Oregon Man Allegedly Received and Used Deceased Relative’s Social Security Benefits for Over Four Decades

FOR IMMEDIATE RELEASE
August 12, 2020
 
Federal criminal charges were filed against George Doumar, 76, of Klamath Falls, Oregon for cashing social security checks issued in the name of his deceased aunt for more than 40 years. Based on a joint investigation with the U.S. Postal Inspection Service (USPIS), the United States Attorney’s Office for the District of Oregon announced yesterday, August 11, 2020, that it has charged Doumar by complaint with theft of public funds and mail theft.
 
According to the affidavit in support of the complaint, Doumar’s aunt applied for retirement benefits in August 1970 but did not receive any payments until she obtained benefit eligibility in 1977.  Upon reaching eligibility, the Social Security Administration (SSA) began issuing monthly retirement benefits to Doumar’s aunt in September 1977 apparently based on her initial benefit application in 1970. Meanwhile, she passed away in March 1971.  
 
Our joint investigation found evidence indicating that for over 40 years—from September 1977 to July 2020—SSA mailed checks intended for Doumar’s aunt, and Doumar continued to receive and cash the social security checks issued in the name of his deceased aunt.  He also allegedly changed her mailing address to continue receiving these benefits, and deposited an Economic Impact Payment of $1,200 issued to his aunt by the U.S. Treasury, as authorized by the CARES Act. The total estimated loss is $460,192.30.
 
“This case represents one of the highest fraud amounts we have ever seen from a deceased beneficiary case, so we are gratified by the U.S. Attorney’s decision to file charges,” said Gail S. Ennis, Inspector General for Social Security. “This should stand as a warning to anyone who is receiving and misusing Social Security benefits intended for someone else. We will continue to work with SSA and our law enforcement partners to identify these cases, pursue those responsible, and recover funds for SSA and the taxpayers.”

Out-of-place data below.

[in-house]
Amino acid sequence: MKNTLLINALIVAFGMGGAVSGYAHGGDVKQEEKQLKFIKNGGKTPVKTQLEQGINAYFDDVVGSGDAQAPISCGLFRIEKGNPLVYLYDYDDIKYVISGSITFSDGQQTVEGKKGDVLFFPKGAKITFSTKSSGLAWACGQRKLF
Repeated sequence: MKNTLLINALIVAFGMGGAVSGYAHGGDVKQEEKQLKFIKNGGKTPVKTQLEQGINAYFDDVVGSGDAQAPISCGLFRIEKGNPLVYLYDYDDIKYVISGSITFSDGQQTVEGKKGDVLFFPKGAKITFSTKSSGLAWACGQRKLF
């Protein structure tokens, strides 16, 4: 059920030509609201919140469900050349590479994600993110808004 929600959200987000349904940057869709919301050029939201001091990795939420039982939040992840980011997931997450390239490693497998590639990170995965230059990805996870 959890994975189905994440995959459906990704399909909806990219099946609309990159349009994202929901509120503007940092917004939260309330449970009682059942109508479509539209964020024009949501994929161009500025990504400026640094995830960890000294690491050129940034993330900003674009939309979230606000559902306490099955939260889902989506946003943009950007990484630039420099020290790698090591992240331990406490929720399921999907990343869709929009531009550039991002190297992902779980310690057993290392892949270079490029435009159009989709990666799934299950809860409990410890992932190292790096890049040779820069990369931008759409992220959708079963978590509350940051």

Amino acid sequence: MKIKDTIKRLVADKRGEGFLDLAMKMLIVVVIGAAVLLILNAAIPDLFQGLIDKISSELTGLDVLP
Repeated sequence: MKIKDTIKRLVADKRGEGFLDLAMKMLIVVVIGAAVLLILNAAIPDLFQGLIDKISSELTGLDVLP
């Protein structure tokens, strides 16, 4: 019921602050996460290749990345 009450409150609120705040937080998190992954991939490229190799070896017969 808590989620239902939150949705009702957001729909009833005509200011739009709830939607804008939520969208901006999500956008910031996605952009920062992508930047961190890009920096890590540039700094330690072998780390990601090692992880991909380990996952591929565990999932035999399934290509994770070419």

“The Social Security Administration is committed to identifying potential fraud and referring cases to the Office of the Inspector General for investigation,” Andrew Saul, Commissioner of Social Security, said.  “Our employees, including our dedicated Office of Anti-Fraud Programs, are the key to the prevention and identification of potential fraud in our programs.”
 
Inspector General Ennis commends SSA for its efforts to identify this case and refer it to the Office of Inspector General (OIG) for investigation. Inspector General Ennis extends appreciation to the USPIS for its investigative efforts and the U.S. Attorney’s Office for its support.
 
This case was investigated by the Social Security OIG’s Seattle Field Division, led by Special Agent in Charge Steuart Markley, and the USPIS Seattle Division, led by Inspector in Charge Anthony Galetti. Special Assistant U.S. Attorney Rachel Sowray is prosecuting this matter.
 
A criminal complaint is only an accusation of a crime, and a defendant is presumed innocent unless and until proven guilty. If convicted, Doumar faces up to 10 years in prison, a $25,000 fine, and 3 years of supervised release. The U.S. Attorney’s Office also intends to seek restitution on behalf of SSA.
 
Inspector General Ennis encourages the public to report suspected fraud to the Social Security Fraud Hotline. Please visit https://oig.ssa.gov/to learn more, and to report suspected fraud.